Police have released body camera footage showing the moment a K-9 officer accidentally attacked an innocent bystander in St. Paul on Friday.
The man, identified as 33-year-old Glenn Slaughter, was bitten by the dog after police responded to a report of a man with a gun on the 900 block of Fourth Street East in the Dayton's Bluff neighborhood.
Slaughter, who was not involved in the incident, had been asked by officers to lay on the ground while police searched the area.
When K-9 Officer Mark Ross turned up with his canine partner, Suttree, the dog went for the prone Slaughter and bit him on the right forearm.
In the footage, which you can watch below, you can hear Ross shouting "No!" when Suttree breaks free from its collar, before yelling "Out!" – a command for the dog to release – while he was biting Slaughter.
Slaughter meanwhile can be heard groaning in pain, though his injuries didn't require hospital treatment.
It took about 20 seconds for Suttree to release Slaughter.
On Monday, St. Paul Mayor Melvin Carter and police chief Todd Axtell announced changes to the K-9 unit after the latest K-9 bite case.
The unit will undergo an external audit examining its policy, practices and training, with Mayor Carter calling the video "very disturbing" given St. Paul's K-9 unit has been involved in other bite cases in the past couple years.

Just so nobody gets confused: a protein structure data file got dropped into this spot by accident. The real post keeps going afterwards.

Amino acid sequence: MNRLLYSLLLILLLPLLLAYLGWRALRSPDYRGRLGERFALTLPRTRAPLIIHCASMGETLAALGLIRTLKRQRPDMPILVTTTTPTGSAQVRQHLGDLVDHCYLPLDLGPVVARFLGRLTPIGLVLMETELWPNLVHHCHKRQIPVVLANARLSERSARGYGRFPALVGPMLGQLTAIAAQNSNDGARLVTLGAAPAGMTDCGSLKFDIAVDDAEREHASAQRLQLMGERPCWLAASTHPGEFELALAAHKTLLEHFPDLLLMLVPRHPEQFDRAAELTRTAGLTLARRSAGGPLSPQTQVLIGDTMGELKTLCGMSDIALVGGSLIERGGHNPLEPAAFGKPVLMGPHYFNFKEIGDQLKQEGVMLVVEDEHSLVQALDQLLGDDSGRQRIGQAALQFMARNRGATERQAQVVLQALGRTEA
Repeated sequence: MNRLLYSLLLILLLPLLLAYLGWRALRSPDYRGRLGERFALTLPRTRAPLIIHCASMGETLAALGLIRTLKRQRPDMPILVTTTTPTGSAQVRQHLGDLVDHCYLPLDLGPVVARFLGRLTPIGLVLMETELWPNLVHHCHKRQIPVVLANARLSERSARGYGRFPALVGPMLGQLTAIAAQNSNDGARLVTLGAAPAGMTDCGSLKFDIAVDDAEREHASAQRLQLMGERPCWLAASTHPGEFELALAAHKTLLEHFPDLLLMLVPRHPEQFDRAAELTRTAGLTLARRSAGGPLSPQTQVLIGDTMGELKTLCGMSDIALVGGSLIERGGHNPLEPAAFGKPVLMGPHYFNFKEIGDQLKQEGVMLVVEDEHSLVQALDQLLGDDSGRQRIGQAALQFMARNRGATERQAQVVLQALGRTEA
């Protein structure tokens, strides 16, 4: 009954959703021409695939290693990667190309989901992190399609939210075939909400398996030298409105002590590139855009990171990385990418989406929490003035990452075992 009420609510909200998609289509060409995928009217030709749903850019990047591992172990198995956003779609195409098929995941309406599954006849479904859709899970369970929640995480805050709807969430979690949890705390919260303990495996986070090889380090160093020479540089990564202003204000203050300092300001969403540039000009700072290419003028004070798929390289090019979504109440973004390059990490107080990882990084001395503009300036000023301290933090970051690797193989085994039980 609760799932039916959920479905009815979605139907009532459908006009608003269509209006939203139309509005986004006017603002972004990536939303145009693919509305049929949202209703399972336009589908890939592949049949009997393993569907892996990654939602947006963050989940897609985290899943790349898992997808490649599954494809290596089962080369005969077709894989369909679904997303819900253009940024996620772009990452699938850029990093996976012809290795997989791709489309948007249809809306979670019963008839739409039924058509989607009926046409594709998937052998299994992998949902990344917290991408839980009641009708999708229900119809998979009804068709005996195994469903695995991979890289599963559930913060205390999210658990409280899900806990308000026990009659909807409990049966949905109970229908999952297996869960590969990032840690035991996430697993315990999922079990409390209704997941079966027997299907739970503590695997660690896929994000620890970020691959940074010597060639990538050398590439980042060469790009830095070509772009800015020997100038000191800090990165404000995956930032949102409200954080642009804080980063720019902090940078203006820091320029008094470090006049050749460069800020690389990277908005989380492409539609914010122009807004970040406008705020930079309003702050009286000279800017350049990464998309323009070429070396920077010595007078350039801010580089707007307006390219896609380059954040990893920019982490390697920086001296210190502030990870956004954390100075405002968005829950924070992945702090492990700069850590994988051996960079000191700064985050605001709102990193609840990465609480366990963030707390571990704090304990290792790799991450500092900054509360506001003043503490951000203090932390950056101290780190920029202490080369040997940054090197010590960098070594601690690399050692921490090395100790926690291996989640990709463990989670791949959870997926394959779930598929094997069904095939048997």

"I am working with Chief Axtell to implement a set of temporary restrictions on deployment of police dogs, effective immediately, until a full audit can be completed," Carter said.
The temporary restrictions will ban the deployment of police dogs except in incidents "that pose a clear and immediate danger to officers or residents."
The restrictions will be in place until a series of conditions are met, including the aforementioned audit, as well as the assigning of a full-time commander to the unit, and a stipulation that canines will be required to work on shorter leaders.
"Our canine unit has served us well since it was established in 1958, but the mayor and I agree that we need to be sure we’re doing everything possible to deploy police dogs in the safest manner possible,” Axtell said.
"Our goal is to determine what is working, what we can improve and how we minimize risk to the people we serve as well as officers."
Ross is being re-assigned from the K-9 unit and Suttree is no longer a part of it. The St. Paul Police Federation however says the move to re-assign Ross was a "kneejerk reaction," according to the Pioneer Press.
The newspaper notes that St. Paul police was involved in another high-profile dog bite case in September, when Desiree Collins was attacked by a K-9 officer while taking out her garbage.